Presenter(s): Randy Barnett
The concept of the electrical arc flash continues to raise eyebrows for those concerned with safety on the plant floor. Understanding how electrical arc flash accidents can cause injury is the first step in protecting workers. Then, understanding and applying the boundary and PPE requirements and the appropriate electrical safe work practices is what will help to keep all employees electrically safe. This presentation will addresses concerns about electrical safety and arc flash.
Presenter(s): Joseph Weigel
An electrical safety program addresses potential electrical hazards from shock, electrocution, arc flash and arc blast. In this introduction to electrical safety, we identify the guidelines and regulations for energized work, and we identify the potential hazards that can be present during energized work and how these hazards may be avoided.
Presenter(s): R. Dee Jones
Find out why you should conduct an arc flash hazard analysis, develop an understanding of the process from pre- to post- analysis, and leave with an action plan for getting your arc flash hazard analysis done.
Presenter(s): Marty Tauber
Every year in America, nearly 4 million people suffer a workplace injury from which many may not recover. Identifying and adhering to safety procedures that can help to prevent workplace injury just makes sense. This presentation addresses the definition of lockout/tagout, general industry standard 29 CFR 1910.147, the five main causes of LOTO injuries, and prescribed lockout/tagout procedures.
Presenter(s): Tim Ford, R. Dee Jones, Michael Sa
During this on-demand webinar, we will discuss the latest on NFPA-70E 2012 and what it takes to comply with NFPA-70E 2012.
Presenter(s): Tony Locker
Anywhere that electricity and people meet, there is a danger of electric shock, especially if water is present. GFCIs are not new, but only in the past year have GFCIs capable of meeting the new UL943C standard become available. In this on-demand webinar, you will learn what you need to know about the new UL943C Standard, industrial GFCI classifications, and how and where to apply these devices to protect against the leading cause of electrical injuries - electrocution.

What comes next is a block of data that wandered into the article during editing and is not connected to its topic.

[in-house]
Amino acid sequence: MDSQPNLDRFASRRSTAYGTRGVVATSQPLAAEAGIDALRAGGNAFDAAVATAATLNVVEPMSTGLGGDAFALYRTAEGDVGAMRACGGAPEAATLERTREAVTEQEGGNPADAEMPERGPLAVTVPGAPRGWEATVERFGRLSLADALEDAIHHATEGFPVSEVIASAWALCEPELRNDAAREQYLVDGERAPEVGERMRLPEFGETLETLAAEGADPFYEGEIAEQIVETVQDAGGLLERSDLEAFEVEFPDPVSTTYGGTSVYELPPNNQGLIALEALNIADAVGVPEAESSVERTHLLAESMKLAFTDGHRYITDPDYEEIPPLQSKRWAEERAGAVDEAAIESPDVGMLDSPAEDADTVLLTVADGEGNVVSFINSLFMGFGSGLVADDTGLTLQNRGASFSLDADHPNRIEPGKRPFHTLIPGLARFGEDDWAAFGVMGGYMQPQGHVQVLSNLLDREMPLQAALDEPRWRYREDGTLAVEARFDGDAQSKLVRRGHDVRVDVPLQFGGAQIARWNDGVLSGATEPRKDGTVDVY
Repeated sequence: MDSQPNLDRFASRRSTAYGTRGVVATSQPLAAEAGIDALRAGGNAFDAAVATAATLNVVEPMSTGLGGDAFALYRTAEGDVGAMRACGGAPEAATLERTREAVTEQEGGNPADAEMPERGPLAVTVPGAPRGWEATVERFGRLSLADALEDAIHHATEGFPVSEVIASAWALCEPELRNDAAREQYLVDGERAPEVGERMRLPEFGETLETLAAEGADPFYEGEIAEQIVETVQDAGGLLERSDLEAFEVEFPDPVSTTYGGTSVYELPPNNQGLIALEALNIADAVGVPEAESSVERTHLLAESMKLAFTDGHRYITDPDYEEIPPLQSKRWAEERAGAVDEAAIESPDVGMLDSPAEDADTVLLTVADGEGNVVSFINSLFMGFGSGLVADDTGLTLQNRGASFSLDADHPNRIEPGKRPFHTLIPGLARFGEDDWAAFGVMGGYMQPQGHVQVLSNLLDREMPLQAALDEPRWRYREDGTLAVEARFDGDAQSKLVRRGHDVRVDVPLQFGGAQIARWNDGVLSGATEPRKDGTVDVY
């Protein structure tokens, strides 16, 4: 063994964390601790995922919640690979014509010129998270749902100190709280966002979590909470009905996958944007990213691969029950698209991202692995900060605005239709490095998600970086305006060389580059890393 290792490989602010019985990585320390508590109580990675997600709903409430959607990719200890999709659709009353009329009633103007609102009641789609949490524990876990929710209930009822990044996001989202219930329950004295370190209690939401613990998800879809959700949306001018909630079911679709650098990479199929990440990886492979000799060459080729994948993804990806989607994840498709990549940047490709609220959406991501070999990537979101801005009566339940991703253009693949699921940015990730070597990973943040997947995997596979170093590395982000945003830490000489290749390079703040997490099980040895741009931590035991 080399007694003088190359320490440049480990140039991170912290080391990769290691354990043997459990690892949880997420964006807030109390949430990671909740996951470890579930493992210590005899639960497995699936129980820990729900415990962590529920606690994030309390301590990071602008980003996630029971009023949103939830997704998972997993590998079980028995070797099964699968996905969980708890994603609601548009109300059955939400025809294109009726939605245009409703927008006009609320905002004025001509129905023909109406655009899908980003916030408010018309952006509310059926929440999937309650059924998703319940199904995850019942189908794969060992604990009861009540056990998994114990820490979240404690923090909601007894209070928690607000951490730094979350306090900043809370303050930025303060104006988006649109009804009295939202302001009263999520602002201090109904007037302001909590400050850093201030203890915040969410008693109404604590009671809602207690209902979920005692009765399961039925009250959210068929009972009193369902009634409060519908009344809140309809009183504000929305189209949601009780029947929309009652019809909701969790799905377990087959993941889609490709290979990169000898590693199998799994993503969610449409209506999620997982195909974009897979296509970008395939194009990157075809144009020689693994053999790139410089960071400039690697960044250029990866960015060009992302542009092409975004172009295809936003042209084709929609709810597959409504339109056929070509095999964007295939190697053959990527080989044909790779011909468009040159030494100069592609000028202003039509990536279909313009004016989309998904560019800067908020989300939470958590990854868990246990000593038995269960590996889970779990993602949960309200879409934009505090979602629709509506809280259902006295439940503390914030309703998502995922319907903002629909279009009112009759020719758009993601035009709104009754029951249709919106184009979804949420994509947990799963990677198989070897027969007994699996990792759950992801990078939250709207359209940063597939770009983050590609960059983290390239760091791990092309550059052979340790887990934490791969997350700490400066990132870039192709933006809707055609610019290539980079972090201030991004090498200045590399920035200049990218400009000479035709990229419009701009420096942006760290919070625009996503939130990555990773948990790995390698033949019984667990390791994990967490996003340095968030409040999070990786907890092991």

Presenter(s): Randy Barnett, Rick Maday, Steven Moore
Electrical cabinets are often designed as a central control point for automation and process control equipment. Safety always should be the first concern before opening a cabinet. It's easy to forget that working inside a cabinet can expose workers to dangerous voltages and short-circuit currents. Industrial control panels are required to have durable and legible labels that indicate the rated voltage, number of phases, and the frequency of any supply in the cabinet. Many panel doors now have arc-flash warning labels.
Presenter(s): Mark Ackerson, Joe Weigel
Arc flash hazard mitigation is at the top of every plant's electrical-system-safety list. Help ensure your electrical system workers go home at night by understanding the risks and the latest technologies designed to minimize them.
Presenter(s): Phil Allen, Michael Sa, Reza Tajali
In this on-demand webinar, we follow up on how to mitigate arc flash hazard. Learn about the latest trends, highlighting how companies are using best practices and demonstrating the technologies being used.
Presenter(s): Tony Locker
The risk of arc flash hazard is well-known among maintenance professionals. Highlighting how plant managers are lowering arc flash incident energy to make their workplace safer, this on-demand webinar gives an overview of the different technologies for reducing arc flash hazards with an emphasis on arc flash relays - how they work and best practices in their application.